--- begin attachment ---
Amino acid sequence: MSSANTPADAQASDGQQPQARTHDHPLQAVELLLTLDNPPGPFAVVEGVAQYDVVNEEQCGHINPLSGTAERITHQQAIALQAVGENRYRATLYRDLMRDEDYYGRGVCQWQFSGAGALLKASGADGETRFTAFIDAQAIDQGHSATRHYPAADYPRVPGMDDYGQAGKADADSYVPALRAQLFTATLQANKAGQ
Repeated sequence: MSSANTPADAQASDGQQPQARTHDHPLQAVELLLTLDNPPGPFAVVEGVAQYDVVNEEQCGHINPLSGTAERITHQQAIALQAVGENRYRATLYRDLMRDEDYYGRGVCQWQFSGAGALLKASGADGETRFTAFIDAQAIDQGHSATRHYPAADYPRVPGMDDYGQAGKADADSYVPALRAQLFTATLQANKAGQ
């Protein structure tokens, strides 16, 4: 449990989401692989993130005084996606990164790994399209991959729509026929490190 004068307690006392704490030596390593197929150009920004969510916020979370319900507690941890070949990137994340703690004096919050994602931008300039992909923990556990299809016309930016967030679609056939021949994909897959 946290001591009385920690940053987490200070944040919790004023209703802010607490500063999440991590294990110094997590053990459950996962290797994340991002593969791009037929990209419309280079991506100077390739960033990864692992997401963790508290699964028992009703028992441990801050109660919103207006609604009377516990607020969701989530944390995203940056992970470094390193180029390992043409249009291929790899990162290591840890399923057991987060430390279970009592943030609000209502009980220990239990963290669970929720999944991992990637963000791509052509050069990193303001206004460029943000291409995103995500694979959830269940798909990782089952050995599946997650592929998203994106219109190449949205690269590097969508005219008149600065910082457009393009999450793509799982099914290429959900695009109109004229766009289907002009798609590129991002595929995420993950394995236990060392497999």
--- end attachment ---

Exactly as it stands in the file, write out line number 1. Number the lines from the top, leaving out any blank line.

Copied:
Amino acid sequence: MSSANTPADAQASDGQQPQARTHDHPLQAVELLLTLDNPPGPFAVVEGVAQYDVVNEEQCGHINPLSGTAERITHQQAIALQAVGENRYRATLYRDLMRDEDYYGRGVCQWQFSGAGALLKASGADGETRFTAFIDAQAIDQGHSATRHYPAADYPRVPGMDDYGQAGKADADSYVPALRAQLFTATLQANKAGQ